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Now for something completely different

Now for something completely different

 

Why the rise of data makes it harder to stand out

 

Chris Binns

Joint Chief Strategy Officer

MediaCom

Chris.binns@mediacom.com

 

Meaningful. Different. Salient. Important words in the canon of BrandZ. Words for marketers and advertising folk to worry about. Words to build careers around (just ask some of the people involved with the brands in this report). Especially that word “Different”. Difference really matters. Difference is the small thing that can make all the difference. Especially in a world consumed by another small thing – data. A world exhibiting a voracious appetite for this small thing. A world obsessed with the application of digital data to media planning and execution, and increasingly interested in how this plays out with creative.

 

It’s a wonderful world view, this data-driven economy. The precision with which we can understand and target people has been exponentially boosted by a desert or two covered in server farms full of bits and bytes. We can be more efficient, for sure. We can do away with wastage. We can know the people we are talking to, what they have bought before, maybe even what they are about to buy. All of which is incredibly powerful, don’t get me wrong, I’m a big fan of the intelligent application of insight derived from various sources.

 

The problem here is that a huge chunk of the digital data that media practitioners can see and use to drive incremental gains in efficiency is widely available marketplace data. Some of it is in the hands of Google, YouTube and Facebook. Some of it is housed elsewhere. Mostly, if it can be seen by you, the same thing or something close to it can be seen by all your competition. And by those in other categories.

 

Where does this lead us? Well, that’s where Different makes its entrance. You see, the brilliant targeting of people is fine. But with the exponential increase in available media inventory driven by the digitization of channels, it is getting a little difficult to stand out. Once you’ve found Segment of One X, then the likelihood is that someone else has found Segment of One X as well, and someone else, and someone else. Then Segment of One X is being bombarded by hundreds of brands on the basis of the data that they can all see. Suddenly, we’re in the wind tunnels of clutter, where all the execution looks the same because it is based on the same data point. Just pick a category and go have a look at the digital execution in that category; it’s frightening how similar a lot of it is.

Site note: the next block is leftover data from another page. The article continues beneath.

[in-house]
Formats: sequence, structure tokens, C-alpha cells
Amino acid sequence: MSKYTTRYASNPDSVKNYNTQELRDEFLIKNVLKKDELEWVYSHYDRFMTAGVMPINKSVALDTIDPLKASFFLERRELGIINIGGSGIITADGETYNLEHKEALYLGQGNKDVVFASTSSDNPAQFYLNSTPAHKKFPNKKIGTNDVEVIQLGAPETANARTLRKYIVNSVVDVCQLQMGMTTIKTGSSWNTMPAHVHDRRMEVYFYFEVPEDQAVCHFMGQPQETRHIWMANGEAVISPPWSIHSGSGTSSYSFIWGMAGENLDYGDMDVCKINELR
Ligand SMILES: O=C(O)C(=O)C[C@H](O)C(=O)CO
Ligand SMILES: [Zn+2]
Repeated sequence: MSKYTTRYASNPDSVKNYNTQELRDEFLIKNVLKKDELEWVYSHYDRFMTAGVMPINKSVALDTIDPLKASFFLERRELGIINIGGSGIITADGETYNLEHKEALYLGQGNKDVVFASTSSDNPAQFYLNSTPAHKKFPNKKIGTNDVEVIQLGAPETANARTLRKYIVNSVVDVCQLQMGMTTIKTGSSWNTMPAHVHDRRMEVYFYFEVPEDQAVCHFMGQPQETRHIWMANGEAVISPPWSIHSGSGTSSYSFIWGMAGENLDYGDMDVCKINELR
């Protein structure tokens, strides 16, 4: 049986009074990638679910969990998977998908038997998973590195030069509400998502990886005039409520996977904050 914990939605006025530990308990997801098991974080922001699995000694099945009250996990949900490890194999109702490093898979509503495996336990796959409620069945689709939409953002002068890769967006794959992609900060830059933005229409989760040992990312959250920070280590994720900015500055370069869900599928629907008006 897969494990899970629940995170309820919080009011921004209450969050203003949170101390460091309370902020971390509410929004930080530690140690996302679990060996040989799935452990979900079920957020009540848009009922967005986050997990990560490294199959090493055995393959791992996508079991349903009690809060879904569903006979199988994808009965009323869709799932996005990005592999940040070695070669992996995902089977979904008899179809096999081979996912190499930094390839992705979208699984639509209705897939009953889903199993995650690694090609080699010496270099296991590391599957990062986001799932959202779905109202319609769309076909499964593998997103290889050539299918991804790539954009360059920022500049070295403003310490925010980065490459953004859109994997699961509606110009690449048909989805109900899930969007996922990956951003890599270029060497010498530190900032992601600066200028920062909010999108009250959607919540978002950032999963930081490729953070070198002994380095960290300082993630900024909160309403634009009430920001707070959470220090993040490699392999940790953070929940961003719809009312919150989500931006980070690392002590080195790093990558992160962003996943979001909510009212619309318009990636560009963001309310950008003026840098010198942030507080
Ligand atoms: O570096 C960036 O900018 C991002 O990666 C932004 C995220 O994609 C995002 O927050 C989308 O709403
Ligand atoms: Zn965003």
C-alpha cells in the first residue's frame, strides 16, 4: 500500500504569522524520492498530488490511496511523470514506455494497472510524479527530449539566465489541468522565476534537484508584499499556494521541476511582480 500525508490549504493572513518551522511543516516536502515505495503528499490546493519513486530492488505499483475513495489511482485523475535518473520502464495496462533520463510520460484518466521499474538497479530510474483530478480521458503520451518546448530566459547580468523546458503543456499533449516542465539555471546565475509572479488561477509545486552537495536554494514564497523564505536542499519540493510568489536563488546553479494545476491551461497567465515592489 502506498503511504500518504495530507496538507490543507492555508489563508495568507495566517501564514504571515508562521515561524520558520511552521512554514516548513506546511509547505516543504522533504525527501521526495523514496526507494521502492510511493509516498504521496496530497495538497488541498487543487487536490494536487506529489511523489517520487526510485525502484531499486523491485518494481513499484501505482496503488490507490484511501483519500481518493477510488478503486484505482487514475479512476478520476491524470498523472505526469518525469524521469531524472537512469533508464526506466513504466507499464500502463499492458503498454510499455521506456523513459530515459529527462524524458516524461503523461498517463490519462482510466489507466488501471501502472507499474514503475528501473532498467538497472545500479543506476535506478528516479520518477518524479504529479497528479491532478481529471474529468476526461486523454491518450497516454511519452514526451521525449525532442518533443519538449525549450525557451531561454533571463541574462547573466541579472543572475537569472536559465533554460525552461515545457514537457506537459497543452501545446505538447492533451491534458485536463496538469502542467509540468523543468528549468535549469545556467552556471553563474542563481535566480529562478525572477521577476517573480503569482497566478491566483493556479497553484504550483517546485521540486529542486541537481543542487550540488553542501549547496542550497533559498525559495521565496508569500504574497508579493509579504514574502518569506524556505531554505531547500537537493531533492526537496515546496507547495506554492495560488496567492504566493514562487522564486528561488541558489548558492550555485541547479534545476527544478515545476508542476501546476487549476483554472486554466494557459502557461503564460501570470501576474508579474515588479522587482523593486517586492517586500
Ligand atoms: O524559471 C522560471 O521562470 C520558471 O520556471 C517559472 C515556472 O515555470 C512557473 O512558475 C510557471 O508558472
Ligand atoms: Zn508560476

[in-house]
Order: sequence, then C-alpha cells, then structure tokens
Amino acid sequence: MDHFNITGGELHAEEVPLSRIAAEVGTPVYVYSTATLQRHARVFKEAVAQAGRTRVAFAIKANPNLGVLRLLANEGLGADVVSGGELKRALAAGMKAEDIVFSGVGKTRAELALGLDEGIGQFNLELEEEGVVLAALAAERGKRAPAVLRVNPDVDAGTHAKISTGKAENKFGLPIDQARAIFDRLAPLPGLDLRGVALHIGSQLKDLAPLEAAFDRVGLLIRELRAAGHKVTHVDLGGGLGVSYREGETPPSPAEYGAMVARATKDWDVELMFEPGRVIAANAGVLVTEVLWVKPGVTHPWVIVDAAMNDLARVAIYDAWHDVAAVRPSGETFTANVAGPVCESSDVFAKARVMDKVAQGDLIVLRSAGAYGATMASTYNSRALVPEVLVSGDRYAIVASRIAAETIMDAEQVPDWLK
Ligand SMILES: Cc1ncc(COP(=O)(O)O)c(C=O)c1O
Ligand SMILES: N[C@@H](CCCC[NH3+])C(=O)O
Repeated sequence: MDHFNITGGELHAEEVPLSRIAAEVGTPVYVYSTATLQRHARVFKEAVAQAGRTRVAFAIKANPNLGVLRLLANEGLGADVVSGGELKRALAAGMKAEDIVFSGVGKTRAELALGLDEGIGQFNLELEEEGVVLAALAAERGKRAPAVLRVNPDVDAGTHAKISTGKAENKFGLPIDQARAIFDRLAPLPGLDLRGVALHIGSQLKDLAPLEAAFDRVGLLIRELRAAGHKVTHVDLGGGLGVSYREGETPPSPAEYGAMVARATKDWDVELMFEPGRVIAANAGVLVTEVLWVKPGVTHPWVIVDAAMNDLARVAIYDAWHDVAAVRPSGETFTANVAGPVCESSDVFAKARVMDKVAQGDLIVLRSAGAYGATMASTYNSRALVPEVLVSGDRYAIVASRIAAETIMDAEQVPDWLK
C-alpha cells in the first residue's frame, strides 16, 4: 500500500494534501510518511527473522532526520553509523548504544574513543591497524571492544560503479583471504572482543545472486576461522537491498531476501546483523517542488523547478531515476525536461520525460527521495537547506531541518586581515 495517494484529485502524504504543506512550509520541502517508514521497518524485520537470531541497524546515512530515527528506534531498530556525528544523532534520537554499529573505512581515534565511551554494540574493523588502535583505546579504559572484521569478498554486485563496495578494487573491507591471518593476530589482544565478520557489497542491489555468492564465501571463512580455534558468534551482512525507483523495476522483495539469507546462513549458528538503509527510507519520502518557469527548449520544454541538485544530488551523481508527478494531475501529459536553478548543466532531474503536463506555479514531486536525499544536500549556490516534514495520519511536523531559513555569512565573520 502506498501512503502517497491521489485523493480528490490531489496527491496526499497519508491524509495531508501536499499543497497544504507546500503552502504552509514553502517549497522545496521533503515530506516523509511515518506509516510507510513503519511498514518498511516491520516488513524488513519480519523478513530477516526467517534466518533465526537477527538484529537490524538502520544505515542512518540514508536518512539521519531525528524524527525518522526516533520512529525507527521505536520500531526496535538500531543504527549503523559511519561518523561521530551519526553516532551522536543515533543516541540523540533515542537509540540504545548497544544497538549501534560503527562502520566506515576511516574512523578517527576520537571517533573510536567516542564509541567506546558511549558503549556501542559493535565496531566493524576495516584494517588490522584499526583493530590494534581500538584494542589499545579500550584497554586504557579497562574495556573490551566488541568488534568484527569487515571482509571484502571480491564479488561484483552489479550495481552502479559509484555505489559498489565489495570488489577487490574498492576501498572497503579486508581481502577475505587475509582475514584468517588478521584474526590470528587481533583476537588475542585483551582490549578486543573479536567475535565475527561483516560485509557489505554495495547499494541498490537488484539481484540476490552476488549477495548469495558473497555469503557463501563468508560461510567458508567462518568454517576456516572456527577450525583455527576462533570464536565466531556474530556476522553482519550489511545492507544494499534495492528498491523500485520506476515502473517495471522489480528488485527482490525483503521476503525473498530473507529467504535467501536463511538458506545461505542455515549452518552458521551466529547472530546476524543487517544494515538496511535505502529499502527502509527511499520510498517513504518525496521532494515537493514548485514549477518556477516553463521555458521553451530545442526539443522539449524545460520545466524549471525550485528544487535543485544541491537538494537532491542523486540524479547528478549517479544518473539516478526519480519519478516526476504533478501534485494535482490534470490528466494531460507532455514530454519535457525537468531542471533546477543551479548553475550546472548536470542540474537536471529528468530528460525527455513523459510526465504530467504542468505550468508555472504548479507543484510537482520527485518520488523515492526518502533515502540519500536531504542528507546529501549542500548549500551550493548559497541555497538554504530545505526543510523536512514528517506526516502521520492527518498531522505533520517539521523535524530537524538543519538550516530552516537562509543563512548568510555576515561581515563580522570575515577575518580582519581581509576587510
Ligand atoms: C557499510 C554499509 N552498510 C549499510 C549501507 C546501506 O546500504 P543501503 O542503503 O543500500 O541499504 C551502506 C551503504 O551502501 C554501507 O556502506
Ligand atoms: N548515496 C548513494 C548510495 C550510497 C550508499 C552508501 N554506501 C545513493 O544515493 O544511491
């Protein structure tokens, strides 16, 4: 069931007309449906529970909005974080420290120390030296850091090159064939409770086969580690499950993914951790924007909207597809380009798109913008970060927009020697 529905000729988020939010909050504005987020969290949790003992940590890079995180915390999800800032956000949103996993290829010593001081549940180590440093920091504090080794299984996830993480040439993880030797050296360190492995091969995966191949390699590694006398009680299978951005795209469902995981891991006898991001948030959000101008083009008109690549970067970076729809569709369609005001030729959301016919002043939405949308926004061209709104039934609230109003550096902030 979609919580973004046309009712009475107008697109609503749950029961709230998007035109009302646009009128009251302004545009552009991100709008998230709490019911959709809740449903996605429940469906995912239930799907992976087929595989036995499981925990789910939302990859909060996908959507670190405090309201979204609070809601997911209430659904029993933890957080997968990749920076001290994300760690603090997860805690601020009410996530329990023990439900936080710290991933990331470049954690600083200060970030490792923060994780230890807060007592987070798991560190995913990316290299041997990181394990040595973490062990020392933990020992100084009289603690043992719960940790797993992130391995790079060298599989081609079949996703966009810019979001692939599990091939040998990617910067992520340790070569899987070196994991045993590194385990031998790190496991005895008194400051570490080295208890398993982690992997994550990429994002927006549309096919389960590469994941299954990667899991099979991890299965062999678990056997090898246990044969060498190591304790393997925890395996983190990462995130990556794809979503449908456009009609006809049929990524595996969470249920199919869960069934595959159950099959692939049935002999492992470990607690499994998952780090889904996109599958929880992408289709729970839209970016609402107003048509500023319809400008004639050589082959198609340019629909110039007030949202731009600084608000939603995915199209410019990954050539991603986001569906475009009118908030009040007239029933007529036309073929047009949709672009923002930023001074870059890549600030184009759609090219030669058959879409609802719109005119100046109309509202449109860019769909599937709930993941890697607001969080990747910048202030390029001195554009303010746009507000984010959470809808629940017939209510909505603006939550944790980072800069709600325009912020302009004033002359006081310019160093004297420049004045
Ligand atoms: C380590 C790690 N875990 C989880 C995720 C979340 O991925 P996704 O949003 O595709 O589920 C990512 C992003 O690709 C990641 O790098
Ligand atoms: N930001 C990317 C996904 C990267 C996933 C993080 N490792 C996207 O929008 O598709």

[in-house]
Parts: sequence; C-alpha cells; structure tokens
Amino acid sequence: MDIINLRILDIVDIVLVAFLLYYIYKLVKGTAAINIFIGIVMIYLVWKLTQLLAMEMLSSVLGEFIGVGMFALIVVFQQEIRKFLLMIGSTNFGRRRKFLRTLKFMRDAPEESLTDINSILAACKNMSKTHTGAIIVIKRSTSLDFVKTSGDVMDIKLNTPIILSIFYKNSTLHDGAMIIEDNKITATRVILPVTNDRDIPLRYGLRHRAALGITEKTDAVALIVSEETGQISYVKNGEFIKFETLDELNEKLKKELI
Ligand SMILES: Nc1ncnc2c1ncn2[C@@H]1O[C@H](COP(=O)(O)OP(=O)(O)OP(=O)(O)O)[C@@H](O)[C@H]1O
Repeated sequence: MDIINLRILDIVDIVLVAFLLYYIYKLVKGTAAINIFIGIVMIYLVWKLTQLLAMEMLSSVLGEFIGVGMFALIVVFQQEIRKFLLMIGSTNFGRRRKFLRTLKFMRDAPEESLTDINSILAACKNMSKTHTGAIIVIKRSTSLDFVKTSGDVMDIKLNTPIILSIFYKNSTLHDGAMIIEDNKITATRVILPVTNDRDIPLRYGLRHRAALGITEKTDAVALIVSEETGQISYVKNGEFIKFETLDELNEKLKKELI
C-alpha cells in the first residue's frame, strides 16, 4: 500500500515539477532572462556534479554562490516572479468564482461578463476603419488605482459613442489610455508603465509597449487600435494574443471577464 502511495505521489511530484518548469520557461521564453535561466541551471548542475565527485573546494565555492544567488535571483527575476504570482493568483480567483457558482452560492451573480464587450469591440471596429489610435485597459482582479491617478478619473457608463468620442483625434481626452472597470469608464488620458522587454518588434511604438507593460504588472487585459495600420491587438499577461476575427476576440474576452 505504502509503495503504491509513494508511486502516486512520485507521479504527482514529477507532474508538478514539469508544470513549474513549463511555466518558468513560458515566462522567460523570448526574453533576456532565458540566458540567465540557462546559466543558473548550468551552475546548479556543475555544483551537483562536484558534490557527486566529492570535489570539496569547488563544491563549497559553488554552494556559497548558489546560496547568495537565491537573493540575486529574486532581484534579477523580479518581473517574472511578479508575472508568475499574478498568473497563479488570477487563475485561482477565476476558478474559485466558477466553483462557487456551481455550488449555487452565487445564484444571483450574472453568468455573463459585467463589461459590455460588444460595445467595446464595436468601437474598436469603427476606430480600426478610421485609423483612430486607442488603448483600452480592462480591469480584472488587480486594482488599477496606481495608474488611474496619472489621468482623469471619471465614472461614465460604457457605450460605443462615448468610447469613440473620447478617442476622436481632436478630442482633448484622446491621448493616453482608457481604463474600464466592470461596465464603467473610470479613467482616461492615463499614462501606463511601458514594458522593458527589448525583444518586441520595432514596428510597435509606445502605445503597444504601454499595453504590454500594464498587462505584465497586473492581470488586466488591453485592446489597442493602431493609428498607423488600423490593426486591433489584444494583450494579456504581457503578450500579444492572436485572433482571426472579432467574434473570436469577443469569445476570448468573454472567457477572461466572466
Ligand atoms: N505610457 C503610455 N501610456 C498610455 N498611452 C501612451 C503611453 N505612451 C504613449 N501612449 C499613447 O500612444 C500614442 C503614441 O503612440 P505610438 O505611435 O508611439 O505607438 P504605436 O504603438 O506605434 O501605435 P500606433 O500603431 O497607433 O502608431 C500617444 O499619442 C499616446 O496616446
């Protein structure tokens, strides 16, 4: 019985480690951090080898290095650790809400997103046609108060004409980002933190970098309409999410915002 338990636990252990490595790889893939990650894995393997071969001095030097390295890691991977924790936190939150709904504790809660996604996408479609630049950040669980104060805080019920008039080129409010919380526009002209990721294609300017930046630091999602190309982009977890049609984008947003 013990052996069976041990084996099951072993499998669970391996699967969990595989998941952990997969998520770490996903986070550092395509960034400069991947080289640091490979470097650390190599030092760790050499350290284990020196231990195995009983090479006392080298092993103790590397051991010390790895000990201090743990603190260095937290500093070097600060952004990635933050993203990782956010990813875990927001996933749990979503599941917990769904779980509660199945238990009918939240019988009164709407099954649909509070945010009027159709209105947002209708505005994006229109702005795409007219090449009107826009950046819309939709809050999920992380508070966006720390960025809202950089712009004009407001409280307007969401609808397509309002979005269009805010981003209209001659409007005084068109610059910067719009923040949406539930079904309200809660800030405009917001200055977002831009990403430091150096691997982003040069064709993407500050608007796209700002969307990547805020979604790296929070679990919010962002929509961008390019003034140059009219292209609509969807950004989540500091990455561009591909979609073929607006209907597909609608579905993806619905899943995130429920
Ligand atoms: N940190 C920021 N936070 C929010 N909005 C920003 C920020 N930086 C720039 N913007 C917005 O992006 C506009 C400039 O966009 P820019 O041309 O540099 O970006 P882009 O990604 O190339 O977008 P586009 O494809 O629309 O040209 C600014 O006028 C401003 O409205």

Suddenly, Different really matters. In fact, Different matters more in the digital age than it ever has before. We have to ask ourselves whether the pursuit of data-driven perfection in targeting will lead to a world of commoditized brands, no logos, and supermarkets from The Handmaid’s Tale (I doubt it, but hyperbole and all that).

 

This is where Difference and Salience overlap. Invariably, an increase in digital precision leads to a decrease in cultural visibility. Now remember, before people start pointing at the many digital businesses and brands that have been built over time, I’m talking about advertising here – and there are many factors that lead to a brand’s success outside of advertising. This is a problem because brands are both private and public constructs. A brand is both “the set of expectations, memories, stories and relationships that, taken together, account for a consumer’s decision to choose one product or service over another” (Seth Godin) and “What other people say about you when you are not in the room” (Jeff Bezos).

 

In advertising terms, both of these definitions are relative to other people’s experiences. That was easy when you knew that other people were experiencing the brand. When you all wanted to talk about the advertising. Or a smart piece of media planning. Or, god forbid, a stunt. When you wanted to talk about these things because they were driving some form of Meaningful, Different or Salient.

 

Whilst the current media landscape is portrayed as a brave new world, some fundamentals remain the same. People, their motivations, their behaviour, why they do things, do not evolve as quickly as our category would like to believe. Neither does the fundamental nature of their relationships (or lack of relationships) with brands and advertising. So, when looking at the use of data we would do well to ask ourselves, is this piece of data going to lead to an insight that makes my advertising and my brand more Meaningful, more Different, more Salient? We should also ask: is this piece of data something that everyone can use?

 

If the answer to the first question is no, and the answer to the second question is yes, then maybe stop and do something less boring instead.